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Bill Erwin, a character actor best known for his roles as Sid Fields on NBC’s Seinfeld and as Arthur the Bellman in the 1980 film Somewhere in Time, died Dec. 29 of age-related causes in Studio City. He was 96.
Erwin was nominated for an Emmy for his portrayal of the embittered Sid Fields — whom Jerry Seinfeld volunteers to look after but then loses — in the 1993 Seinfeld episode “The Old Man.”
Erwin returned many times to the Grand Hotel on Mackinac Island, Mich., the setting of Somewhere in Time, to annually celebrate the film with fans. The time-traveling romantic drama starred Christopher Reeve and Jane Seymour.
Erwin had a long career on stage, working on Broadway and locally at the Pasadena Playhouse, the Laguna Playhouse and Theater 40 in Beverly Hills, where he wrote, produced and starred in the long-running one-man show Twisted Twain. In 1983, he received a Drama Critics Award for the Actors Forum production of Old Friends.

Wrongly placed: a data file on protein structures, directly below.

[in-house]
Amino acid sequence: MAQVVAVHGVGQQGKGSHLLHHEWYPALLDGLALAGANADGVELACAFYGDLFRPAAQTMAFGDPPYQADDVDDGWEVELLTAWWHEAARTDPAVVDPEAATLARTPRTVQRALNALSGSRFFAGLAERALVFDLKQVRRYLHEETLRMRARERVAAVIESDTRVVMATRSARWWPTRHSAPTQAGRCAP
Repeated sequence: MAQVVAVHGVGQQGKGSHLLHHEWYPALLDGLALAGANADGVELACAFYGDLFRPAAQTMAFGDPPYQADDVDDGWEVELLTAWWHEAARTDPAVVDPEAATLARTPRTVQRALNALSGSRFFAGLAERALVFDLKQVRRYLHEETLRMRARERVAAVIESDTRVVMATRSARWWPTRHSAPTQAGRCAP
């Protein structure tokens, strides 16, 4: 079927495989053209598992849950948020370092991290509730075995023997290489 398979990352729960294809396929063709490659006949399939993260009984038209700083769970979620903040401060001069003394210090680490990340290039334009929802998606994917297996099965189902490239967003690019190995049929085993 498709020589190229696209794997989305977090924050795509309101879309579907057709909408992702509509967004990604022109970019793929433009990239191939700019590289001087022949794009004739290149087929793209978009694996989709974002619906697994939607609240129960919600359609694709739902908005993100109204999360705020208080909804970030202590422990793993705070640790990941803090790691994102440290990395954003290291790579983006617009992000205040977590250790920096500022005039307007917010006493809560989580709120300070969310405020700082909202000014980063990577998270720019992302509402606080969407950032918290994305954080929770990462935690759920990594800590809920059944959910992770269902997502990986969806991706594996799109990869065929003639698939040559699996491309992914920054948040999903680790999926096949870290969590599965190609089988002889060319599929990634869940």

Erwin also starred in numerous TV commercials, most notably a CLIO Award-winning Dreyer’s Ice Cream spot in which he played an old man notified by his wife that “Dessert’s ready, it’s Dreyer’s Ice Cream.” That prompted Erwin’s chair-bound character to leap up and break dance.
A native of Honey Grove, Texas, the University of Texas graduate came to Hollywood in the early 1950s and appeared on such shows as I Love Lucy, Leave It to Beaver, The Twilight Zone, Gunsmoke, The Andy Griffith Show and Perry Mason.
More recently, he worked on Highway to Heaven, Growing Pains, Who’s the Boss?, Married … With Children, Everwood and My Name Is Earl.
Erwin was a member of SAG and the Academy of Motion Picture Arts and Sciences for more than 50 years. He was a self-taught cartoonist whose work was published in the New Yorker, Playboy and Los Angeles magazine. After appearing in Ray Bradbury’s Any Friend of Nicholas Nickleby Is a Friend of Mine, Erwin maintained a long friendship with the author.
Survivors include his children Mike, Timothy (Toes), Lindsey and Kelly, all industry pros; eight grandchildren and a great-grandson; sister Mary Gene Cosper; and nephews Ron and Don Cosper.
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